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CCoRN, the Constructive Coq Repository at Nijmegan
"... We present CCoRN, the Constructive Coq Repository at Nijmegen. It consists of a library of constructive algebra and analysis, formalized in the theorem prover Coq. In this paper we explain the structure, the contents and the use of the library. Moreover we discuss the motivation and the (possible) ..."
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We present CCoRN, the Constructive Coq Repository at Nijmegen. It consists of a library of constructive algebra and analysis, formalized in the theorem prover Coq. In this paper we explain the structure, the contents and the use of the library. Moreover we discuss the motivation and the (possible) applications of such a library.
A LargeScale Experiment in Executing Extracted Programs
"... It is a wellknown fact that algorithms are often hidden inside mathematical proofs. If these proofs are formalized inside a proof assistant, then a mechanism called extraction can generate the corresponding programs automatically. Previous work has focused on the difficulties in obtaining a program ..."
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Cited by 7 (2 self)
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It is a wellknown fact that algorithms are often hidden inside mathematical proofs. If these proofs are formalized inside a proof assistant, then a mechanism called extraction can generate the corresponding programs automatically. Previous work has focused on the difficulties in obtaining a program from a formalization of the Fundamental Theorem of Algebra inside the Coq proof assistant. In theory, this program allows one to compute approximations of roots of polynomials. However, as we show in this work, there is currently a big gap between theory and practice. We study the complexity of the extracted program and analyze the reasons of its inefficiency, showing that this is a direct consequence of the approach used throughout the formalization.
Implicit and noncomputational arguments using monads
, 2005
"... Abstract. We provide a monadic view on implicit and noncomputational arguments. This allows us to treat Berger’s noncomputational quantifiers in the Coqsystem. We use Tait’s normalization proof and the concatenation of vectors as case studies for the extraction of programs. With little effort one ..."
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Cited by 2 (1 self)
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Abstract. We provide a monadic view on implicit and noncomputational arguments. This allows us to treat Berger’s noncomputational quantifiers in the Coqsystem. We use Tait’s normalization proof and the concatenation of vectors as case studies for the extraction of programs. With little effort one can eliminate noncomputational arguments from extracted programs. One thus obtains extracted code that is not only closer to the intended one, but also decreases both the running time and the memory usage dramatically. We also study the connection between Harrop formulas, lax modal logic and the Coq type theory.
Russell O’Connor, Bas Spitters 1 A computer verified, monadic, functional implementation of the integral.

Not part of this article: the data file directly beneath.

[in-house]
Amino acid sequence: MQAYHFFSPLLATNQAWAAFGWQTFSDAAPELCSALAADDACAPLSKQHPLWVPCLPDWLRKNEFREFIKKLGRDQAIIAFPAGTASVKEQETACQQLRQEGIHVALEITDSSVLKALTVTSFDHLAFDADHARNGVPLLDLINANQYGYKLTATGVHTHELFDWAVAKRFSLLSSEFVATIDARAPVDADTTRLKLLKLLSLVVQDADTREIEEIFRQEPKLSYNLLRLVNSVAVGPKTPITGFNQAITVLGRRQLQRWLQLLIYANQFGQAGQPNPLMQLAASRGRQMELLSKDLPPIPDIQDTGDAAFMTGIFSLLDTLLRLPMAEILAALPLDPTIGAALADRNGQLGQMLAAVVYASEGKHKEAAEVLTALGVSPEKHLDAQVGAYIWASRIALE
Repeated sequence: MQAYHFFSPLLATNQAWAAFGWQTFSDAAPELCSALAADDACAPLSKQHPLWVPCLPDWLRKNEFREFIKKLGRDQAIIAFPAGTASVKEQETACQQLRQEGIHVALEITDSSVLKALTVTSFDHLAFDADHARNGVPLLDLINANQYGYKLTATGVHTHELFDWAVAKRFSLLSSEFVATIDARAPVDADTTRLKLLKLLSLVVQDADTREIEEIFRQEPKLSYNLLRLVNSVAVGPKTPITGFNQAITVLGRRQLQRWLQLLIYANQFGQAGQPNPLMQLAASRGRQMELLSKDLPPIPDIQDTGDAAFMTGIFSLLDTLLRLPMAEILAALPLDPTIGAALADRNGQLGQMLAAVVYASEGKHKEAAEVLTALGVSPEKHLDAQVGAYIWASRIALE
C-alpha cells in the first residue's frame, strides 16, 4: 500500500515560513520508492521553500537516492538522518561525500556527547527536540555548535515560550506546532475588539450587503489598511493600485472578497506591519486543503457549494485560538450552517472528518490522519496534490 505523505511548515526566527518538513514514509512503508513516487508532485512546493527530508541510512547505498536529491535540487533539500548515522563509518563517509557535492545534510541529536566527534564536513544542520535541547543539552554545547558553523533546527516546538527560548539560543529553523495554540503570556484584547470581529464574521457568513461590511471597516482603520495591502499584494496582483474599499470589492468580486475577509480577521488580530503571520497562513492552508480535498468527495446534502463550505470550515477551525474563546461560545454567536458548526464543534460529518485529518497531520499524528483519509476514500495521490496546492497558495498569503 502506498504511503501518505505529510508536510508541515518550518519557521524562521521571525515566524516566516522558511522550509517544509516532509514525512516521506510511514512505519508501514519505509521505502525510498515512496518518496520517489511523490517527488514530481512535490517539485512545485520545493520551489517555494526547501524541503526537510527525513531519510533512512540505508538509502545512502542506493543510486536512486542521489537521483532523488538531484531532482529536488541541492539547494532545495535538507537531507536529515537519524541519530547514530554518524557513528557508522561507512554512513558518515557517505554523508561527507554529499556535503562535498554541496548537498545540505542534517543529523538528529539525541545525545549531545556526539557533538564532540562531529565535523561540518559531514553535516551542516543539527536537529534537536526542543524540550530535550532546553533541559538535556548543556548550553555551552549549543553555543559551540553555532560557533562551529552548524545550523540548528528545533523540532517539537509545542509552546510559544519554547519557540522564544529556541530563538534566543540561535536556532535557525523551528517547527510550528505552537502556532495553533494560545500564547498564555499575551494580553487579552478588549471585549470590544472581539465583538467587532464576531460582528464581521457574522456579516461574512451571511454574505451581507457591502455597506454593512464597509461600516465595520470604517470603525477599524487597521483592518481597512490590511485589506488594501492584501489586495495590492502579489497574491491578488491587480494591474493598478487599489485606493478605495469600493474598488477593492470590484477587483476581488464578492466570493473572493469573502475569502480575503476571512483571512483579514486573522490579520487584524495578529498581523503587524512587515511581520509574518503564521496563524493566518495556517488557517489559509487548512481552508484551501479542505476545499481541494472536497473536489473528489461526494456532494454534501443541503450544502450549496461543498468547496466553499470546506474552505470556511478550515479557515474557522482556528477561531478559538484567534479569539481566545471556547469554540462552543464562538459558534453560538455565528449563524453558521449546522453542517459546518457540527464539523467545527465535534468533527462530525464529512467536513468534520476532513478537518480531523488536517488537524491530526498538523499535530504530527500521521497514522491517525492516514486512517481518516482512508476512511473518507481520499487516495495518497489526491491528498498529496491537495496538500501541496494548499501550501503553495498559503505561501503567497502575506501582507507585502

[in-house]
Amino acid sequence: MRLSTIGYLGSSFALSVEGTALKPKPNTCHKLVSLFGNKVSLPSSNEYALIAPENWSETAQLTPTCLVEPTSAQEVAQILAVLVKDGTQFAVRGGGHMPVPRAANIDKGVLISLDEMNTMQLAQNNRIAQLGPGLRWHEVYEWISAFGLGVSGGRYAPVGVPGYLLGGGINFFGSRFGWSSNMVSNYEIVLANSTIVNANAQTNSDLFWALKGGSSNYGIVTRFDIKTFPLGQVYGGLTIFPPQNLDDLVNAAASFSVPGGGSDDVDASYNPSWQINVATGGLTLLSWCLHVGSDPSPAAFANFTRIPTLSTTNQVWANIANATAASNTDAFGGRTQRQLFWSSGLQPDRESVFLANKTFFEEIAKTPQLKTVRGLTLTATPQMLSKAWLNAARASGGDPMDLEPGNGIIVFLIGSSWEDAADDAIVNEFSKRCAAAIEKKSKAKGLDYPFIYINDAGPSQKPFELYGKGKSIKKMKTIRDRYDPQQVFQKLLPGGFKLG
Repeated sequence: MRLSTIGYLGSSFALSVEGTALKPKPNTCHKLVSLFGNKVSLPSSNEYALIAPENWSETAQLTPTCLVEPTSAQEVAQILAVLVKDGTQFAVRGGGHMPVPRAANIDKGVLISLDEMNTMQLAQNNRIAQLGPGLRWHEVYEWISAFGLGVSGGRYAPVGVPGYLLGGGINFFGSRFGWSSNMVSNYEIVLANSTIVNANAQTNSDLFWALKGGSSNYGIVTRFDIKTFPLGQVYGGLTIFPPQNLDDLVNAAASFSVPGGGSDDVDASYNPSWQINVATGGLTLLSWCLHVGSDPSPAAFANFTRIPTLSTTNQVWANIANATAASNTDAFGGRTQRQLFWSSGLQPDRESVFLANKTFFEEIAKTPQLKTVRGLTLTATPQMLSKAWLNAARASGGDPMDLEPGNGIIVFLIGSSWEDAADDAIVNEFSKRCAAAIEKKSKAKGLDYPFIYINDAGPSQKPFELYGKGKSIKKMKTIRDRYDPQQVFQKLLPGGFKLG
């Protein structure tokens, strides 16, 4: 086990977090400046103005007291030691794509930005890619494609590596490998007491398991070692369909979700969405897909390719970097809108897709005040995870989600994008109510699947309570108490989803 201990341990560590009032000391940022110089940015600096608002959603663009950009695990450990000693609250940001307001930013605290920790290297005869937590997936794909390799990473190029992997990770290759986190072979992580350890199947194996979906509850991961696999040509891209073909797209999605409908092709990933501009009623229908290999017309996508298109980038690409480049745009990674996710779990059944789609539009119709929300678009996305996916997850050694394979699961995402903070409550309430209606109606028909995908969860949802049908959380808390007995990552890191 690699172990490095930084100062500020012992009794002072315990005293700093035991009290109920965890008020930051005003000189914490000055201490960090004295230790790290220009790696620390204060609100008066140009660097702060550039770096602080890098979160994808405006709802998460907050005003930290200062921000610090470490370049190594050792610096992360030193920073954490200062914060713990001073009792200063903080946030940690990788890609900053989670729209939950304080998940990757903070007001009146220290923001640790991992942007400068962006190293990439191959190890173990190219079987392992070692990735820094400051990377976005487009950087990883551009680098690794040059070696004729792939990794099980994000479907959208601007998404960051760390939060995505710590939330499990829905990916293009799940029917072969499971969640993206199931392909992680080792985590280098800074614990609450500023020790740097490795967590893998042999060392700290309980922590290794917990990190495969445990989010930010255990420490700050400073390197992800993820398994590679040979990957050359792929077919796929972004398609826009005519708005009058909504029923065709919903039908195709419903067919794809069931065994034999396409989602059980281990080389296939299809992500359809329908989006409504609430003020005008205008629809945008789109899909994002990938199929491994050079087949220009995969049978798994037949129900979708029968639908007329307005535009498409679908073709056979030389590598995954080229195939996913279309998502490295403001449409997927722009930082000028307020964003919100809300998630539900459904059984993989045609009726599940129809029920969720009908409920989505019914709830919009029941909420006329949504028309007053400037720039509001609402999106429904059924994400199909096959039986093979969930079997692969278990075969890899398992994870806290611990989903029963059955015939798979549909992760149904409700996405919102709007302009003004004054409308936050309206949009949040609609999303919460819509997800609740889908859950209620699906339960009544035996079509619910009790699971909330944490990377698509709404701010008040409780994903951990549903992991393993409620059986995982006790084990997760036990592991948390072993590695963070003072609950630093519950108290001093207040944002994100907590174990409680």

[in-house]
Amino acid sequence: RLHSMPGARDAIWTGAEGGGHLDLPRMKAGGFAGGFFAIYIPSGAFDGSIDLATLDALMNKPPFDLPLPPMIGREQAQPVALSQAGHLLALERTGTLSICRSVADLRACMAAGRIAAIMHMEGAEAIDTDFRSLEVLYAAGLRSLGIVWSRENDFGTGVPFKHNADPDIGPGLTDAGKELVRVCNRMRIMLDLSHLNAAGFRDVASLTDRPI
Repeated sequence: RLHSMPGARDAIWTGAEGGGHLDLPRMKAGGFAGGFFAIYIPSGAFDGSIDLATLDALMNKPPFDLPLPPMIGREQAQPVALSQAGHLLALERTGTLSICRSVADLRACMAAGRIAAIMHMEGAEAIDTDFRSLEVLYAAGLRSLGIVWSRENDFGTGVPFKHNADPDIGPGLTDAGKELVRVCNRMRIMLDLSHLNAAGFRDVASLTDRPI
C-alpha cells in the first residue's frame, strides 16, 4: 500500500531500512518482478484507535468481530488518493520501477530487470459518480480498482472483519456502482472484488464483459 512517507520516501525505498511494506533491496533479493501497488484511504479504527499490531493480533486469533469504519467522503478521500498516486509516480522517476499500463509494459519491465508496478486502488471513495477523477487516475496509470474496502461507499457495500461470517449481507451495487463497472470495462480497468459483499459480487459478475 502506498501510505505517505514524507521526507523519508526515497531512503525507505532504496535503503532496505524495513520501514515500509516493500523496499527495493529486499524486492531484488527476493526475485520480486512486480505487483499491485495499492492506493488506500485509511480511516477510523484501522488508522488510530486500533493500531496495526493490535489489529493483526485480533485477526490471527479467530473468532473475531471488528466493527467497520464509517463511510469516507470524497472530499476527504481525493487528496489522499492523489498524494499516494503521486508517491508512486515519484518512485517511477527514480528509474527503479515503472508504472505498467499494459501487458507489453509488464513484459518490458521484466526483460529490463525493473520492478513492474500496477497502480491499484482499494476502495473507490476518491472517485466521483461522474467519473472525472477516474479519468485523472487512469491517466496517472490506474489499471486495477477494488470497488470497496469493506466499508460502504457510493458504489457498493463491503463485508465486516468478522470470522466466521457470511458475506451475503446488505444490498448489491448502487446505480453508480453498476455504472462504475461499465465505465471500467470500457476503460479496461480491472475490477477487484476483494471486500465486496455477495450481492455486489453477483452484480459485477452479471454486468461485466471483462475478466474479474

, 2008
"... Abstract. We provide a computer verified exact monadic functional implementation of the Riemann integral in type theory. Together with previous work by O’Connor, this may be seen as the beginning of the realization of Bishop’s vision to use constructive mathematics as a programming language for exac ..."
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Abstract. We provide a computer verified exact monadic functional implementation of the Riemann integral in type theory. Together with previous work by O’Connor, this may be seen as the beginning of the realization of Bishop’s vision to use constructive mathematics as a programming language for exact analysis. 1 1.
A LargeScale Experiment in Executing Extracted Programs
"... 1 Introduction Several approaches can be used for certifying software. A first one, perhaps the most natural, is to start with an handwritten program and then inspect it formally in a suitable logical system, like Hoare logic. But there exists an alternative approach where one needs not write the pr ..."
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1 Introduction Several approaches can be used for certifying software. A first one, perhaps the most natural, is to start with an handwritten program and then inspect it formally in a suitable logical system, like Hoare logic. But there exists an alternative approach where one needs not write the program, but rather obtains it automatically from a mathematical proof. This automatic transformation of proofs into correctbyconstruction programs is called (program) extraction.
Ivor, a Proof Engine
"... Abstract. Dependent type theory has several practical applications in the fields of theorem proving, program verification and programming language design. Ivor is a Haskell library designed to allow easy extending and embedding of a type theory based theorem prover in a Haskell application. In this ..."
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Abstract. Dependent type theory has several practical applications in the fields of theorem proving, program verification and programming language design. Ivor is a Haskell library designed to allow easy extending and embedding of a type theory based theorem prover in a Haskell application. In this paper, I give an overview of the library and show how it can be used to embed theorem proving technology in an implementation of a simple functional programming language; by using type theory as a core representation, we can construct and evaluate terms and prove correctness properties of those terms within the same framework, ensuring consistency of the implementation and the theorem prover. 1